11. Conservative Christian pastor Max Lucado commented on Trump:

    “He ridiculed a war hero. He made mockery of a reporter’s menstrual cycle. He made fun of a disabled reporter. He referred to the former first lady, Barbara Bush as ‘mommy,’ and belittled Jeb Bush for bringing her on the campaign trail. He routinely calls people ‘stupid,’ ‘loser,’ and ‘dummy.’”

    And the pastor wasn’t done there. He continued, “Such insensitivities wouldn’t even be acceptable even for a middle school student body election. But for the Oval Office? And to do so while brandishing a Bible and boasting of his Christian faith? I’m bewildered, both by his behavior and the public’s support of it.”

    12. Conservative Christian Matt Walsh similarly blogged:

    “He’s a serial adulterer who abandoned his family (twice) to shack up with younger women. His ex-wife once alleged that he ripped out chunks of her hair and violated her. We don’t even need to get into alleged ties to the mob or financial scams or his confession that he bribes politicians. He can’t speak semi-coherently about the Bible, he has no understanding of basic Christian teaching, he thinks Christianity does not require us to ask for forgiveness, and our relationship with Christ can be measured using polling data, but does he otherwise carry himself as anything resembling a Christian?

    “I see a guy who lies constantly and blatantly. I see a man who changes his positions and his principles at the drop of a hat. I see a deeply immature man who insults people on Twitter but lacks the courage to face them in person. I see someone who fashions himself ‘politically incorrect’ but is really just a cruel and bitter old man who thinks it’s funny to mock the disabled. I see a man with no honor who launches vulgar attacks on women and then lies about what he said. I see a phony who brazenly exploits the fears of the American public. I see a guy whose recklessness and greed drives his businesses into bankruptcy, and I see a guy who tries to silence journalists when they report on it. I see a guy who jazzes up the crowd at campaign rallies by bragging about his money and threatening to throw protesters out into the cold without their coats. And so on.”

    Democrats don’t deny we’re at war, they just hesitate to call it “radical Islam” because the term indirectly demonizes all Muslims. It’s like referring to the Ku Klux Klan as “Christians” when they clearly do not speak for all of Christianity. Democrats take their cue from *Republican* George W. Bush who never used the term “radical Islam.” After 9-11, George W. Bush told the American people our quarrel is not with Islam but with a radical faction within Islam known as Al-Quaeda. Shortly after 9-11, George W. Bush visited a mosque: something Barack Obama was unable to do until late in his presidency, as Islamaphobic “birthers” were labeling him a “Muslim” even though Article VI, Section 3 of the Constitution clearly states: “No religious test shall be required as a qualification to any office or public trust under the United States.”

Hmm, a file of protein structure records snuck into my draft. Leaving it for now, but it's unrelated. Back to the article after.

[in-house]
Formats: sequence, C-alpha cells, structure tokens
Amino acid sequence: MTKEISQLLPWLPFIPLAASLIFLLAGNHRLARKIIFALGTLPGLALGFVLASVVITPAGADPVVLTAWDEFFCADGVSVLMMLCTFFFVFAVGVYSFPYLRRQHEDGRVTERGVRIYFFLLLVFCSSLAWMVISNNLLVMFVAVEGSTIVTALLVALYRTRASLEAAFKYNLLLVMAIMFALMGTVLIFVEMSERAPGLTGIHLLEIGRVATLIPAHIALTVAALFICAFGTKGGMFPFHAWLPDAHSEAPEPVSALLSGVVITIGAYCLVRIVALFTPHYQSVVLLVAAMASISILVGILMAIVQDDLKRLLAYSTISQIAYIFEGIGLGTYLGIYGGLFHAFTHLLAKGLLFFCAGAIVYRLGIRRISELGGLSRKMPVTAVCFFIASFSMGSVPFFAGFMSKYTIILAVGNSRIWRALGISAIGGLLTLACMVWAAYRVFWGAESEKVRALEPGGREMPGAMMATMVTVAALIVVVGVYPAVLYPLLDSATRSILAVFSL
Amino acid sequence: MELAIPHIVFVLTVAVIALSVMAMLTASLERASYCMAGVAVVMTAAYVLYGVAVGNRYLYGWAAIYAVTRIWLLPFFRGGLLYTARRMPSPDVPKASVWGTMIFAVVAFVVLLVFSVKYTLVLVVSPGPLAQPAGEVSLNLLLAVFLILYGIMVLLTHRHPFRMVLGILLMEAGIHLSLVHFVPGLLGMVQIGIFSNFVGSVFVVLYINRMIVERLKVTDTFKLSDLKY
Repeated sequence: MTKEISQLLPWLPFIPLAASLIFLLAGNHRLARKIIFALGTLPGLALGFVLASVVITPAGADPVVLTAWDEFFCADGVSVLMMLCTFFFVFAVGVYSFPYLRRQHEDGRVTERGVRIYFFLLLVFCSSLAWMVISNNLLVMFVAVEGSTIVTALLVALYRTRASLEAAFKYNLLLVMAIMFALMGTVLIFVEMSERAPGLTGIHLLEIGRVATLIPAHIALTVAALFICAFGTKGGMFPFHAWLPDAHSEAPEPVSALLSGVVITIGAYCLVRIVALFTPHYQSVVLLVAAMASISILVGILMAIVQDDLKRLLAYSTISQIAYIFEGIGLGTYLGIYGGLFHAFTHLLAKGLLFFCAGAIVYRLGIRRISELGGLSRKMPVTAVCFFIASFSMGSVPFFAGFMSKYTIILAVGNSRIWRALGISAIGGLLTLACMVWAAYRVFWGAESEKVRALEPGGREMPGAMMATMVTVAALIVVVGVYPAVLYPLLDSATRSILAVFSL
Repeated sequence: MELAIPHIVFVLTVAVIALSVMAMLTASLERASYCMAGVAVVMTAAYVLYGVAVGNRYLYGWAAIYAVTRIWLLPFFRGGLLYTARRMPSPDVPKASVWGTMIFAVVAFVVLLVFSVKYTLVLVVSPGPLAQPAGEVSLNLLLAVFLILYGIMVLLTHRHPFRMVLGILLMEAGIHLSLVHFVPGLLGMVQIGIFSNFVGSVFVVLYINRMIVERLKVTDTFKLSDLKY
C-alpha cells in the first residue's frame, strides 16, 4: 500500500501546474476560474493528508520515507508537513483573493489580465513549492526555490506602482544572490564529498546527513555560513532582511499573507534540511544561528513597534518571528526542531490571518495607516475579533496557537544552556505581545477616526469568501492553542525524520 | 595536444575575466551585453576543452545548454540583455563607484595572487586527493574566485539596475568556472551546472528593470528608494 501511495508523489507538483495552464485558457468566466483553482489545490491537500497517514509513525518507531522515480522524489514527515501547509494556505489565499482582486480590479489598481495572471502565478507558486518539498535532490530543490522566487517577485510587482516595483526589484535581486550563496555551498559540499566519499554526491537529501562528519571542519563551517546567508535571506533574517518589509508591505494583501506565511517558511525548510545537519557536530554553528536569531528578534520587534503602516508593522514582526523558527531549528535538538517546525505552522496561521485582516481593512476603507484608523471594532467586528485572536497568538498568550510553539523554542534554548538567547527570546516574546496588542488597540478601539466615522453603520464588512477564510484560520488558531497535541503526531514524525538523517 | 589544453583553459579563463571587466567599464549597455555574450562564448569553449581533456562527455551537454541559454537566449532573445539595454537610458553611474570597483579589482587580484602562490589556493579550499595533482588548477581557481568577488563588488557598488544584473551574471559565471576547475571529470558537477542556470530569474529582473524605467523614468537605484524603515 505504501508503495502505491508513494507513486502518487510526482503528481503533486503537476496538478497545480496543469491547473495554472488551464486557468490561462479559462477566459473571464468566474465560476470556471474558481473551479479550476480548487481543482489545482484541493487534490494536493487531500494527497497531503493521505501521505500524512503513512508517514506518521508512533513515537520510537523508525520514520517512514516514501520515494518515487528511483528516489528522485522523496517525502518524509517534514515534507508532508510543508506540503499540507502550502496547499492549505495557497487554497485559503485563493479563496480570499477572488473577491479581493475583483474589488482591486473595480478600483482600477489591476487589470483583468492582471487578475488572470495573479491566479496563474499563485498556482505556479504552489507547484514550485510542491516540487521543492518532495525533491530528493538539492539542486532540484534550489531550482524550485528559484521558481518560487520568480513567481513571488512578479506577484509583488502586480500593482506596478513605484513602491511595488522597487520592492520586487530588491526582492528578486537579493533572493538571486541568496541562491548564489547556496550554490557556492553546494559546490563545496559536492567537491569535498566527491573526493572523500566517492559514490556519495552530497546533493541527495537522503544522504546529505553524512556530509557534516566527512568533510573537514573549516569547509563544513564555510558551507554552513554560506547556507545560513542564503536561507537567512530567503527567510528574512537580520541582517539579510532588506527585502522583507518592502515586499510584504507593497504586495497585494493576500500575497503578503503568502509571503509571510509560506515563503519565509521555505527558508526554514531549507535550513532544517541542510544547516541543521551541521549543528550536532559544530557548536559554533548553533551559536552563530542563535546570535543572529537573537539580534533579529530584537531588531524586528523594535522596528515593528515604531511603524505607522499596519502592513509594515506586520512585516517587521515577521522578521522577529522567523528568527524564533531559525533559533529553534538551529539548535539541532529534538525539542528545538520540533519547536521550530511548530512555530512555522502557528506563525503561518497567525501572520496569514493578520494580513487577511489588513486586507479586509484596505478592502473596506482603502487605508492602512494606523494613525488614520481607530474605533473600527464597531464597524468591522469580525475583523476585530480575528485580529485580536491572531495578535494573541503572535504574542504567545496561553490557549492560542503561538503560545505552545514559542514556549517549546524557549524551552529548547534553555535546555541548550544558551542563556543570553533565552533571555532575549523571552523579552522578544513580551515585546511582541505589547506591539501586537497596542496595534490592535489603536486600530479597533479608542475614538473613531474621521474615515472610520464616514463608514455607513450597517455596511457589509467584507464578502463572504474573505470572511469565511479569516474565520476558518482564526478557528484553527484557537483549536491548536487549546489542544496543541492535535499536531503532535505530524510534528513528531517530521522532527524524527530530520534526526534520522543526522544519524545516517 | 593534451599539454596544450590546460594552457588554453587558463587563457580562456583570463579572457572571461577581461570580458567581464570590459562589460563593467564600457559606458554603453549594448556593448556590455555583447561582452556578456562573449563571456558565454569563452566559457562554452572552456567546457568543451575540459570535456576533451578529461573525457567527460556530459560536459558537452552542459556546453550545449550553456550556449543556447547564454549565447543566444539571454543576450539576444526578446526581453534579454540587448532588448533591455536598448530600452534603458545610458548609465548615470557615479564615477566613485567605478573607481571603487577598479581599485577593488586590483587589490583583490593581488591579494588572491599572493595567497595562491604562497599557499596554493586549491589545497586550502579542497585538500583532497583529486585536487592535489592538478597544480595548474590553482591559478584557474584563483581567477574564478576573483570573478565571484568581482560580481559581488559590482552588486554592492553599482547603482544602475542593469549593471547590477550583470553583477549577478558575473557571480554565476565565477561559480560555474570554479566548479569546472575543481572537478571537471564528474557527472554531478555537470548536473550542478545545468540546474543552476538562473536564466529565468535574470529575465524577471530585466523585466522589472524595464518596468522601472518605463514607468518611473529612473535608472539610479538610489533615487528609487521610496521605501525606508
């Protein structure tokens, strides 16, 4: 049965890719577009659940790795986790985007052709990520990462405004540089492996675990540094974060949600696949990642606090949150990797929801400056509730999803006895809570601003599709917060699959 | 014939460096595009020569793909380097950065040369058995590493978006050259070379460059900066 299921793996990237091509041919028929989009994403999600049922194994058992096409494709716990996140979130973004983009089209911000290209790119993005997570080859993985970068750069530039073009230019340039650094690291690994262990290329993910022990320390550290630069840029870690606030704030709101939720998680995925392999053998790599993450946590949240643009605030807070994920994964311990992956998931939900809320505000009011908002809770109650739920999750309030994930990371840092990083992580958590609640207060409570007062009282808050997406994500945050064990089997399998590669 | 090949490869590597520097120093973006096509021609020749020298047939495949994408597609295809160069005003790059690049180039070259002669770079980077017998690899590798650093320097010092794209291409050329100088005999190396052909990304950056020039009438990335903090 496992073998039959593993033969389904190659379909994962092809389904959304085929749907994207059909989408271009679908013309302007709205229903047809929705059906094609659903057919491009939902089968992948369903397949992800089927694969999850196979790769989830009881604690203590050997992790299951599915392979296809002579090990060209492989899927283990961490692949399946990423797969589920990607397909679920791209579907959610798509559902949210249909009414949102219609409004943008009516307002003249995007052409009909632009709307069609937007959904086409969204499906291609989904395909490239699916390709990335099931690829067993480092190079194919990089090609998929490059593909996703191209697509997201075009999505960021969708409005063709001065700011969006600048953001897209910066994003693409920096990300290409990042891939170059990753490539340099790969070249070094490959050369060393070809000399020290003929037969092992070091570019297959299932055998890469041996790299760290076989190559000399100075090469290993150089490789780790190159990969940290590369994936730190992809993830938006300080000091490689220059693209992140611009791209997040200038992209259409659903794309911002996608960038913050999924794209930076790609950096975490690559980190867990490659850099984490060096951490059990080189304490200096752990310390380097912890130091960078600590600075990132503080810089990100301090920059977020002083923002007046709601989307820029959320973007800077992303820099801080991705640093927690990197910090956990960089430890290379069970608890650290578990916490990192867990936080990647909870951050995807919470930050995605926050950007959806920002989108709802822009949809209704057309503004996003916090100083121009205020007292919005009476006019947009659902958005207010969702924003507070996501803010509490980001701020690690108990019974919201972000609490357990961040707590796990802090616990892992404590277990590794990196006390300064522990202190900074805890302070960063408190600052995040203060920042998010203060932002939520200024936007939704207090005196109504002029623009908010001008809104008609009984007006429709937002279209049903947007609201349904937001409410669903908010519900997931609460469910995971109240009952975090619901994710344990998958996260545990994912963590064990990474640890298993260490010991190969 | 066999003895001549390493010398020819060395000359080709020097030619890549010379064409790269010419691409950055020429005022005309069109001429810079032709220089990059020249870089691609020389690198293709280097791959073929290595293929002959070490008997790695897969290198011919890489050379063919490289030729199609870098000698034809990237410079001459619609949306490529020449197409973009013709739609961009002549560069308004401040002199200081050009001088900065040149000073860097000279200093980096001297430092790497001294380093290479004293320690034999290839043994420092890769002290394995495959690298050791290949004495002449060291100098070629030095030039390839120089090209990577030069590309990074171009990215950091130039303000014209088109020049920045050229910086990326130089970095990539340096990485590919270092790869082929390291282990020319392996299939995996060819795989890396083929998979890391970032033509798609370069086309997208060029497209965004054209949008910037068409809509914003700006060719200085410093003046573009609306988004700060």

WASHINGTON (AP) — Taunted by Republicans to declare war on “radical Islamic terrorism,” Democrats are turning to an unlikely ally: George W. Bush.

    President Barack Obama, under pressure to be more aggressive on terrorism, regularly cites his predecessor’s refusal to demonize Muslims or play into the notion of a clash between Islam and the West. It’s a striking endorsement from a president whose political rise was predicated on opposition to the Iraq war and Bush’s hawkish approach in the Middle East.

    As Hillary Clinton put it, “George W. Bush was right.”

    Laying out her plan to fight domestic terrorism, Clinton reminded voters in Minneapolis of Bush’s visit to a Muslim center six days after the Sept. 11 attacks. She even quoted his words from that day about those who intimidate Muslim-Americans: “They represent the worst of humankind, and they should be ashamed of that kind of behavior.”

    Bush, of course, was not referring to the 2016 Republican presidential field. Clinton certainly was.

    Jeb Bush has also said the U.S. should follow his brother’s lead, arguing that “we can’t dissociate ourselves from peace-loving Muslims.”

    During the 2001 mosque visit, one of several occasions Bush denounced anti-Muslim bias, he stood alongside Muslim leaders and quoted the Quran about evil-doers being ultimately defeated. He insisted that intimidation against Muslims in America would not stand.

    “The face of terror is not the true faith of Islam,” Bush said.

    Donald Trump wants to ban ALL Muslims from coming to the United States. He’s not singling out the extremists, rather he’s castigating all Muslims. Even Bill O’Reilly was critical of Donald Trump in this regard, telling him, “If you say no Muslims can travel here from overseas, you’re hurting the United States’ position against ISIS,” O’Reilly told Trump in a wide-ranging interview. “We need the friendly Muslim nations. You can vet them, but you can’t insult the whole religion,” O’Reilly said.